Inspired by advances in social networks analytics, the document analysis concept is carried out through the study of engagement in the e-learning during a semester identifying several variables that describe the student engagement. The network of co-occurrences between different variables, collected on a specific set, allows the quantitative study of the structure of contents, in terms of the nature and intensity level of correlations or interconnections. The sub-domains are placed using the structural equivalence techniques by grouping variables at different stages. A scientific field is characterized by a group of variables, which signify its concepts, operations and methodologies. The structure described by the frequency of co-occurrences of conceptual variables exposes the important relationships across these variables. These analyses of co-occurrences of variables give us the authority to comprehend the static and dynamic sides of the room in which we can relate and place their work in a hierarchy of scientific research concepts. This technique assorted as co-variable analysis, provides a direct quantitative manner of linking the conceptual contents.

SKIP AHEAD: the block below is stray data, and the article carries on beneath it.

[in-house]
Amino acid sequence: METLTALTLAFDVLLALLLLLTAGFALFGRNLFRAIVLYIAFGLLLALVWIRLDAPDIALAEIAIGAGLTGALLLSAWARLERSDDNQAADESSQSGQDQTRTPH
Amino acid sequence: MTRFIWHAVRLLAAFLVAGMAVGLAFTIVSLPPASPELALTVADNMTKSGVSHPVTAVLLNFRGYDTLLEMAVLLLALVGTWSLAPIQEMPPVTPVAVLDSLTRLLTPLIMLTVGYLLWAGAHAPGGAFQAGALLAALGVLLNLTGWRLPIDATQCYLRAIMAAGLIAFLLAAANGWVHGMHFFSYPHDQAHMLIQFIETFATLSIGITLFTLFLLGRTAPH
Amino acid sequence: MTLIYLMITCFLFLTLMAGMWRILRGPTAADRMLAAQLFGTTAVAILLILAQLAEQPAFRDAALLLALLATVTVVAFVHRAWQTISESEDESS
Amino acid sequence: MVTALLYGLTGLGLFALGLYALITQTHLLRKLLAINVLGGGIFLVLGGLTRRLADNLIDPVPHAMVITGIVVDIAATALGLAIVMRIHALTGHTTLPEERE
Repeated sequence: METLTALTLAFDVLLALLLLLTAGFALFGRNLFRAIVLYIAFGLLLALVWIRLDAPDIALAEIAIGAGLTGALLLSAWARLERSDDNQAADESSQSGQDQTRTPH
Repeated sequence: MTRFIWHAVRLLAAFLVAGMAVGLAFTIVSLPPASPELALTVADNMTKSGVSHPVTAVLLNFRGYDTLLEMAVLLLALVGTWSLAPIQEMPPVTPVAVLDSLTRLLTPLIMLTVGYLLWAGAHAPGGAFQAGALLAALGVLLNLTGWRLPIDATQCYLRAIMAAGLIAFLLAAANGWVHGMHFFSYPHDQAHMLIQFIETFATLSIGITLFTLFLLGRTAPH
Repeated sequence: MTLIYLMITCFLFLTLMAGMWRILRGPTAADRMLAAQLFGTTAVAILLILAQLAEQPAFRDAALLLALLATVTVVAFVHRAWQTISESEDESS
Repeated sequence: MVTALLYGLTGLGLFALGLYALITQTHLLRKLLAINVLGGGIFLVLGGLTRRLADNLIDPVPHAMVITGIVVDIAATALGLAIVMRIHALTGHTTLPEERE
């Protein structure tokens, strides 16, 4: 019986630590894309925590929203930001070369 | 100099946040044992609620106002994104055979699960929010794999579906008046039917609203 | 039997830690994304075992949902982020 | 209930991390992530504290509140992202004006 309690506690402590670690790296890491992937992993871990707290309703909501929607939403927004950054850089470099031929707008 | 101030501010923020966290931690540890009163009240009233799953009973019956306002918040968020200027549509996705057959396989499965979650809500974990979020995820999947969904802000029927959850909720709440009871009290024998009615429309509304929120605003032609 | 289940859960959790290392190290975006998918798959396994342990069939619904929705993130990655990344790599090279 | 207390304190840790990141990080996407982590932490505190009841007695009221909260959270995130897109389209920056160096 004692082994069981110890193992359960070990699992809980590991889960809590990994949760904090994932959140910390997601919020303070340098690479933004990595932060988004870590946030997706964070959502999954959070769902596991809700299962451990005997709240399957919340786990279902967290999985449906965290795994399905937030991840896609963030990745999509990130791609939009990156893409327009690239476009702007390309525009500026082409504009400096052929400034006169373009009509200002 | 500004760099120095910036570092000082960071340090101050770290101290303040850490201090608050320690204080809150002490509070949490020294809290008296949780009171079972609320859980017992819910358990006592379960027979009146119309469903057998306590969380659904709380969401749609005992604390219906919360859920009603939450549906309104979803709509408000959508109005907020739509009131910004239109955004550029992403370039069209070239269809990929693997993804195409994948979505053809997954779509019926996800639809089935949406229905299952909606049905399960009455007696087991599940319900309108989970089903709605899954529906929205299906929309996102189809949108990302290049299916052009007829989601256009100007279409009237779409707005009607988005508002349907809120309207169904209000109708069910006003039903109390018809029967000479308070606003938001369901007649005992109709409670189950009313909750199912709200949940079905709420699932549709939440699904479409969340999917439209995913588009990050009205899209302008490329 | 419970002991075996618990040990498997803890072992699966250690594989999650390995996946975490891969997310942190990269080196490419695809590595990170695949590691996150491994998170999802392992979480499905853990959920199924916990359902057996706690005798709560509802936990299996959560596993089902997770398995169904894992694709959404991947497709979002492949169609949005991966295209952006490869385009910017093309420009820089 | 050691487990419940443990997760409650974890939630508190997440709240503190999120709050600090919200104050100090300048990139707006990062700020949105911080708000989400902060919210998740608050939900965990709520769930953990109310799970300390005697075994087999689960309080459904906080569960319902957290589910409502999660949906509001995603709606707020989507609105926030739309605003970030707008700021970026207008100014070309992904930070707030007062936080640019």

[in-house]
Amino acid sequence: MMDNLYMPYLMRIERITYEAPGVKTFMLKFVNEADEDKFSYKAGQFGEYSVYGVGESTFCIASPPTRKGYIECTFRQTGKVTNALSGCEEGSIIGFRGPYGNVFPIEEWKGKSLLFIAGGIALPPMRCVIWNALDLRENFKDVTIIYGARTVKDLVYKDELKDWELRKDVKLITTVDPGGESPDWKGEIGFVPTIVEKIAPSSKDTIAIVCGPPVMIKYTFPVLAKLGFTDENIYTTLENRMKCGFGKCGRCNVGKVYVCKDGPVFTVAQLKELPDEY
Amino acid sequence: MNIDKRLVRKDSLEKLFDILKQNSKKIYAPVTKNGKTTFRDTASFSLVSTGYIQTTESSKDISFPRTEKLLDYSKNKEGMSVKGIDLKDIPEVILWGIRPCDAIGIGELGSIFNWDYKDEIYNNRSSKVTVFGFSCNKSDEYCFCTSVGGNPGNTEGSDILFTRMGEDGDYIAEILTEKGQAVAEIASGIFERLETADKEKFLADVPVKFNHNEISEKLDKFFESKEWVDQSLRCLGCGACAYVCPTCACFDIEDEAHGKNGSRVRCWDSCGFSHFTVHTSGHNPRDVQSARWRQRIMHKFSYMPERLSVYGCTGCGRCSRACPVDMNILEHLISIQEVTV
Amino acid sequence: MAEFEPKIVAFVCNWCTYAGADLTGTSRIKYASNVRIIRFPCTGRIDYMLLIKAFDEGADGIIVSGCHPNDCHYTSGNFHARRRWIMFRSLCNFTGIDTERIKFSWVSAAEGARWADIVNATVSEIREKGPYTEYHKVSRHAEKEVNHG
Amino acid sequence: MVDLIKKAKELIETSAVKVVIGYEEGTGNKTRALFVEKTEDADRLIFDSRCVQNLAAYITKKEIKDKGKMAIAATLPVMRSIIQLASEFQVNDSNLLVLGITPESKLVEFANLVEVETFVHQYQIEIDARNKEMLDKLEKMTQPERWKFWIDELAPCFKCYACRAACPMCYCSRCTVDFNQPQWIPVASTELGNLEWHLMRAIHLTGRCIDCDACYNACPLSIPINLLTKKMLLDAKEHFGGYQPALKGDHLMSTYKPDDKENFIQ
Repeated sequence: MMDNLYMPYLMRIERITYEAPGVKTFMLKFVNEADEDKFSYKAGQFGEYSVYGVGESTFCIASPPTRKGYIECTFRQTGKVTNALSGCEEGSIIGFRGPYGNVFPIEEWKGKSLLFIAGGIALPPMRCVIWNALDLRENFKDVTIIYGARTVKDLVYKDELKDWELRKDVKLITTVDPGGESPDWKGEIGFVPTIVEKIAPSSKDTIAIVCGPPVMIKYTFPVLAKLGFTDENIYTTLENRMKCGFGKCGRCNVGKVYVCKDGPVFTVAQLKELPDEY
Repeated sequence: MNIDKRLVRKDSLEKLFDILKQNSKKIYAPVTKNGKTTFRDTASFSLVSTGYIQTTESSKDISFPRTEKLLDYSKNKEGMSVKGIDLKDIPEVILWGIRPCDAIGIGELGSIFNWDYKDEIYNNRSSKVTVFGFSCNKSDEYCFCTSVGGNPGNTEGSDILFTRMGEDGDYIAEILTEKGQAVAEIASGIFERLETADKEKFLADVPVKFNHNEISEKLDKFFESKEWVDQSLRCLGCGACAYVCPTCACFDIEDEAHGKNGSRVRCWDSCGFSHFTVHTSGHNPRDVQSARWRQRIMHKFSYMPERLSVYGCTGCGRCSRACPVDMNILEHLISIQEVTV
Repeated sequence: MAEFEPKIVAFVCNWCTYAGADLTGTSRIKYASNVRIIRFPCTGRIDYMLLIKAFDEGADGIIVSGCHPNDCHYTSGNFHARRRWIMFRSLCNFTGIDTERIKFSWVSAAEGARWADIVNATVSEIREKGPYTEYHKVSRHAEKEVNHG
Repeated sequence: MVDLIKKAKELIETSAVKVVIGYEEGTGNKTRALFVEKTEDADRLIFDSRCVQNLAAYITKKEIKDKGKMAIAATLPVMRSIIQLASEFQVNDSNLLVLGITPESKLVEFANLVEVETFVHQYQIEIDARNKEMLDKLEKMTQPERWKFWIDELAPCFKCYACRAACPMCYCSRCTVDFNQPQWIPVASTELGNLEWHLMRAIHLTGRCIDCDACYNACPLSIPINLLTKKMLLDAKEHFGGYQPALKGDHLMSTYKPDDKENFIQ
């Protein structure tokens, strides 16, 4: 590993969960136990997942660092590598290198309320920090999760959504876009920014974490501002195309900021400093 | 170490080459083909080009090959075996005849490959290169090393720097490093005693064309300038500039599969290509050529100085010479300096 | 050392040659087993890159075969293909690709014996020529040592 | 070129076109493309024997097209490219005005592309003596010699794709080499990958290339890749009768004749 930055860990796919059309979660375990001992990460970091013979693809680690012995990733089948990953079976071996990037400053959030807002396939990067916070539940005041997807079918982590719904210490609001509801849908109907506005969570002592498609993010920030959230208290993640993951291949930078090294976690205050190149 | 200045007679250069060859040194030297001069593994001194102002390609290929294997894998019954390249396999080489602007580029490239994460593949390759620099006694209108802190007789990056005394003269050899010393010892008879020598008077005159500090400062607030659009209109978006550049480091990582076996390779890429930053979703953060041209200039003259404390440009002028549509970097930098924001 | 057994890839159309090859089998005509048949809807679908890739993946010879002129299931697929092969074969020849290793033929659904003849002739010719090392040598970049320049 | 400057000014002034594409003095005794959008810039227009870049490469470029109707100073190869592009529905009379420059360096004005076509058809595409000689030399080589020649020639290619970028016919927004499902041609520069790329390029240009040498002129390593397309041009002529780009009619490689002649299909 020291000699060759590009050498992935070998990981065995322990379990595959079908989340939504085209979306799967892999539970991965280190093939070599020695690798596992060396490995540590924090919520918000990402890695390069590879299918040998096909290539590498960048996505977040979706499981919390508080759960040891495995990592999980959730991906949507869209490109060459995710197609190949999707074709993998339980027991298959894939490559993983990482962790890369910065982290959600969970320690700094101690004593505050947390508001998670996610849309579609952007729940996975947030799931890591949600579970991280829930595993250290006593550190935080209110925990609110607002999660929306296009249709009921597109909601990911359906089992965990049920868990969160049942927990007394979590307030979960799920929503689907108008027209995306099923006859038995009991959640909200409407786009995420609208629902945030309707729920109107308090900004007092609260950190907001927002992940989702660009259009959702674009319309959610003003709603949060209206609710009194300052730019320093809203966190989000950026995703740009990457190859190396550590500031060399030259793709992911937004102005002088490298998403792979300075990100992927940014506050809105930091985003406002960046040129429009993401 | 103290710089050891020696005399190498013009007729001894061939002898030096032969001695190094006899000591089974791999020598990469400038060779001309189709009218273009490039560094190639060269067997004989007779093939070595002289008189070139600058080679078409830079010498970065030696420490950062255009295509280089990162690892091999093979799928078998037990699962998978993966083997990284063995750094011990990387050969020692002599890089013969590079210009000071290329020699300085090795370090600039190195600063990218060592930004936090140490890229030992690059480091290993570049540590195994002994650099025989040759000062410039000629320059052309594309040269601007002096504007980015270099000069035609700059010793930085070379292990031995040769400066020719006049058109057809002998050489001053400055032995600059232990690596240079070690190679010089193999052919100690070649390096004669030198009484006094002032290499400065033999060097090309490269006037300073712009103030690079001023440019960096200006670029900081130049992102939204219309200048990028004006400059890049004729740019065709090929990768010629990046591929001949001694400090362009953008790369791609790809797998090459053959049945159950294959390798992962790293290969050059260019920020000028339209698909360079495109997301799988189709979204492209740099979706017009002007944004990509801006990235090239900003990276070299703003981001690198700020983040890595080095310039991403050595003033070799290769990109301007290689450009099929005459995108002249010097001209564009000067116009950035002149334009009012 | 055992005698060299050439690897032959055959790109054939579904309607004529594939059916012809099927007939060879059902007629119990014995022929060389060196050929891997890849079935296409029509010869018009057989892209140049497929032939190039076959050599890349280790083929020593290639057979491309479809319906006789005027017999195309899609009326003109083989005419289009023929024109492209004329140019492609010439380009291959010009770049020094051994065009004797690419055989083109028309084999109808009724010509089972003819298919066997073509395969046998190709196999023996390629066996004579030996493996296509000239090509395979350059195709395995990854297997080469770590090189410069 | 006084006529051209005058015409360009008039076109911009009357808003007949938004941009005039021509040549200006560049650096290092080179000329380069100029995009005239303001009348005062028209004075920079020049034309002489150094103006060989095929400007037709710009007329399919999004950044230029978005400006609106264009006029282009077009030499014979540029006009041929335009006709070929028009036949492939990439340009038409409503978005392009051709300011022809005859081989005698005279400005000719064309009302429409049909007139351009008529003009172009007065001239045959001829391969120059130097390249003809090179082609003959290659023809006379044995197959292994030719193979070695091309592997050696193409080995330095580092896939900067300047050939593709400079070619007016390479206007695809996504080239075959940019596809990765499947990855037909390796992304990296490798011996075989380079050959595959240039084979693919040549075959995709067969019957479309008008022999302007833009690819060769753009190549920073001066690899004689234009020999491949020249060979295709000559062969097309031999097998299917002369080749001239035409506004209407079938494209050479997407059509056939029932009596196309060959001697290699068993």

According to Edelstein [8] , there are five prevalent kinds of information: sequences, association, classifications, clusters and prediction. Likewise, the general purpose of neural networks is to provide powerful solutions to associations, classifications, clusters and predictions problems. Moreover, neural networks possess the destiny to impart from experience in order to change for the better by improving their performance and adapting themselves. The neural networks are also able to transact with deprecatory information (incomplete or noisy data) and can be very efficient, in particular where it is not possible to designate the patterns or steps that take part to the resolution of a problem. In many cases neural network techniques tend to be difficult to understand and there is no clear advantage over more conventional techniques. However, there are features of neural networks which distinguish them from other techniques. The fact that the network can be trained to perform a task, and the ability of the network to generalize from the training data enables it to carry out successfully when presented with a previously unseen problem.